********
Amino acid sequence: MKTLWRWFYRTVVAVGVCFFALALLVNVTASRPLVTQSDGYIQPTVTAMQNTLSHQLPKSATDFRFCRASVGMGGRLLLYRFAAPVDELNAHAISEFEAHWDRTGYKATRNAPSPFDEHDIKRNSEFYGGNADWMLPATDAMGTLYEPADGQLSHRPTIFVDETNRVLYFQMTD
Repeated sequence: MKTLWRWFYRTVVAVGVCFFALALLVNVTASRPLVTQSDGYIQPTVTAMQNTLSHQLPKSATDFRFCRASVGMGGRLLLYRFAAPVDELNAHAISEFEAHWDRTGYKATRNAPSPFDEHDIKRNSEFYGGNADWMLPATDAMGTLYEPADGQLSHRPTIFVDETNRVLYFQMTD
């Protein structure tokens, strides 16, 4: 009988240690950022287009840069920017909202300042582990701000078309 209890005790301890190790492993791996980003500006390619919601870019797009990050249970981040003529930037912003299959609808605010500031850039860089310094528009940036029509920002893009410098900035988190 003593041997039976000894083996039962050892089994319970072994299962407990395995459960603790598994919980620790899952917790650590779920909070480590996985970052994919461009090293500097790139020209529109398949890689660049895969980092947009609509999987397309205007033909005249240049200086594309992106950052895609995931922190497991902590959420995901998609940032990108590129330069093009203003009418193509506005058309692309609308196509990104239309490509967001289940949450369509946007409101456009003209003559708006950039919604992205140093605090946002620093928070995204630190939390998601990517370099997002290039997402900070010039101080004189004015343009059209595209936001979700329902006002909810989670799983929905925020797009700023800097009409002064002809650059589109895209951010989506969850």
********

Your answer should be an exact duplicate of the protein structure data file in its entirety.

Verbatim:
Amino acid sequence: MKTLWRWFYRTVVAVGVCFFALALLVNVTASRPLVTQSDGYIQPTVTAMQNTLSHQLPKSATDFRFCRASVGMGGRLLLYRFAAPVDELNAHAISEFEAHWDRTGYKATRNAPSPFDEHDIKRNSEFYGGNADWMLPATDAMGTLYEPADGQLSHRPTIFVDETNRVLYFQMTD
Repeated sequence: MKTLWRWFYRTVVAVGVCFFALALLVNVTASRPLVTQSDGYIQPTVTAMQNTLSHQLPKSATDFRFCRASVGMGGRLLLYRFAAPVDELNAHAISEFEAHWDRTGYKATRNAPSPFDEHDIKRNSEFYGGNADWMLPATDAMGTLYEPADGQLSHRPTIFVDETNRVLYFQMTD
């Protein structure tokens, strides 16, 4: 009988240690950022287009840069920017909202300042582990701000078309 209890005790301890190790492993791996980003500006390619919601870019797009990050249970981040003529930037912003299959609808605010500031850039860089310094528009940036029509920002893009410098900035988190 003593041997039976000894083996039962050892089994319970072994299962407990395995459960603790598994919980620790899952917790650590779920909070480590996985970052994919461009090293500097790139020209529109398949890689660049895969980092947009609509999987397309205007033909005249240049200086594309992106950052895609995931922190497991902590959420995901998609940032990108590129330069093009203003009418193509506005058309692309609308196509990104239309490509967001289940949450369509946007409101456009003209003559708006950039919604992205140093605090946002620093928070995204630190939390998601990517370099997002290039997402900070010039101080004189004015343009059209595209936001979700329902006002909810989670799983929905925020797009700023800097009409002064002809650059589109895209951010989506969850």